16 thoughts on “…from the folks who gave us W”

  1. HBS is an odd institution. One way of looking at it is that it consists of a fairly normal business school (comparable in most respects to the elite business schools at Penn, Stanford, Chicago, etc.) in which most of the students are relatively driven type-A academic achievers from middle and upper middle class backgrounds, grafted onto a much smaller professional finishing school for the sons of the global wealthy. The latter group needs the credential of a Harvard MBA to “credibly” take over running a large segment of their family’s commercial empire at a young age but is relatively uninterested in getting an education per se. The former group is at least partly motivated by the need to learn something to advance their career.

    The second of the NYT articles referenced is mostly about this phenomenon. Which is to say – it is both very real and also not indicative of the lives of most HBS students, who are certainly not struggling but also not independently wealthy.

    Hard to tell on the first article. I discussed it with a woman I know who went to HBS in the last few years and she indicated that most of it was exaggerated beyond the point of credibility. The quote from a student suggesting that HBS was more difficult/intimidating/misogynistic than a Wall Street trading floor was met with with an epic eye roll.

  2. When at the Kennedy School I took a class that was offered jointly with the business school and was struck by the thousand-year Turkish mosaic that decorated one of the buildings. I mentioned that to a classmate, who responded that when he took a class at the school of public health, he was struck by the fact that none of the computers in the computer lab worked.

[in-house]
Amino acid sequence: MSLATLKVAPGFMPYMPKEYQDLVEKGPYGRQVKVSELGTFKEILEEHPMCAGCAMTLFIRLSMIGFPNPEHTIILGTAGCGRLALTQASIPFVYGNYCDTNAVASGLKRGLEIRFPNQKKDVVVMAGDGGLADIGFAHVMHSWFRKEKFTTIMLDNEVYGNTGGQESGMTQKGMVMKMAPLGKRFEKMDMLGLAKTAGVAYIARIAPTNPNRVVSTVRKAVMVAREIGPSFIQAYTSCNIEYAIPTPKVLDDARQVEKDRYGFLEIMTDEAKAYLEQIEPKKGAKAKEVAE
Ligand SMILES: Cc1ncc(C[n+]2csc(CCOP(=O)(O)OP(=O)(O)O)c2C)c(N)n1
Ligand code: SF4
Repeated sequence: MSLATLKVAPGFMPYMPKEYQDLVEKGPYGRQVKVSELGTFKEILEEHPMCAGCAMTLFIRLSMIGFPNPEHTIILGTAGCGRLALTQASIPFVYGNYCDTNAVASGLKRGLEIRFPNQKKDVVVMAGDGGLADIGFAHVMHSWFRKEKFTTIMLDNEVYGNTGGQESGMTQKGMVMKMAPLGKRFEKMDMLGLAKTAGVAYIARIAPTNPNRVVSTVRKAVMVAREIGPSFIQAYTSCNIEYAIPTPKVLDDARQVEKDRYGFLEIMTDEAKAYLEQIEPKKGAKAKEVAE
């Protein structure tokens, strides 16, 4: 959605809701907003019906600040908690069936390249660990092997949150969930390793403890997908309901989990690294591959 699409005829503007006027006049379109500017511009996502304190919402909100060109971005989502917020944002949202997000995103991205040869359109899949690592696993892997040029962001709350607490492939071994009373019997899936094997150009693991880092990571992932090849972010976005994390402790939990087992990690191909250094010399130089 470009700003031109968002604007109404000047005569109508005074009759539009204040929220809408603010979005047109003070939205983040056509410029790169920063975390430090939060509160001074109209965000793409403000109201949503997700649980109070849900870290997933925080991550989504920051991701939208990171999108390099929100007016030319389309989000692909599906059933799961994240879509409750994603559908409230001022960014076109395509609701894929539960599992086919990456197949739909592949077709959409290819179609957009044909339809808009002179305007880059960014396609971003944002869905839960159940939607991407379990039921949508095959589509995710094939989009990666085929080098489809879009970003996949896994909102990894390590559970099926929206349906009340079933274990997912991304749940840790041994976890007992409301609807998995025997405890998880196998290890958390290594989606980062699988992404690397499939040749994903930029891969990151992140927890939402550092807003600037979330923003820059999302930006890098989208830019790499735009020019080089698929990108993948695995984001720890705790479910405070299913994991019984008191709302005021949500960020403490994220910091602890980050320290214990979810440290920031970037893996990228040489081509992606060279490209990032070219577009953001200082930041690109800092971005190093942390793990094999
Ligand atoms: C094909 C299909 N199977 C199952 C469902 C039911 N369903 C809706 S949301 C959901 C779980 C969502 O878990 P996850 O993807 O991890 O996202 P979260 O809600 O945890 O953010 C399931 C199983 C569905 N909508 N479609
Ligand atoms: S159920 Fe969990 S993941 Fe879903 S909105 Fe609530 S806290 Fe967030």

3. According to students, the members [of “this underbelly at H.B.S. of extremely wealthy individuals” ] are mostly male and mostly international students from South America, the Middle East and Asia. They organize “the real parties, the parties where it’s a really limited list, the extravagant vacations — I mean really extravagant,” …“More than once I heard that ‘the only middle-class students here are the Americans,’” another recent graduate said.

    This sounds like Euro-trash. Thats a different social dynamic from “the folks who gave us W” in my experience (I should add).

    I was an undergrad at a school with a significant Euro-trash population. My roomie was WASP elite. The two were different scenes. I gravitated toward the former because:

    1. It was significantly easier for me to hook up with women there, being brown and all
    2. The women were really really hot
    3. Even though I was not one of them I had a mildly international pedigree, having lived in a few countries.
    4. I sorta dressed like them, just by coincidence (jeans, football shoes, long hair, and a blue blazer…at the time)
    5. They had, and I probably shared, a mildly condescending attitude toward the Ugly Americans
    6. I lost this attitude as I became more Right Wing.

    At some point, I commented to the aforementioned roomie, that I never really made any true friends in that scene. Then I drifted back into the waspy deadhead frat-boyish scene (which I think is more W)

  4. I say let Harvard be Harvard. Of course, for many years I thought “Veritas, christo et ecclesiae” was Latin for crush the weak so I’m not really in a position to criticize a institution of higher learning.

  5. Well, I wonder though if some of those HBS alum aren’t also subsidizing the larger university’s ginormous endowment. That might almost excuse some of this.

    I think it is great to see the NYT and HBS actually taking gender equality seriously. I doubt it will last, but it is truly what this world needs. One of them anyhow. I’d love to see them focus on **business ethics.** Wouldn’t that be nice? Or, do those exist?

    I’ve said this before, but we should remember we are still primates. Powerful monkeys are frightening to the rest of us, and we should all be responsible for working on this. PS- the K School seems massively overpriced and snooty too, but I might just be saying that b/c they didn’t offer me any money to go there. No regrets though.

      1. Very interesting, esp. this page I thought: http://www.danielsfund.org/Grants/Ethics/Outcomes.asp.

        I think it would be a huge challenge to try to be an ethical businessperson, and I am so glad people are trying! I wish I could take some of those courses.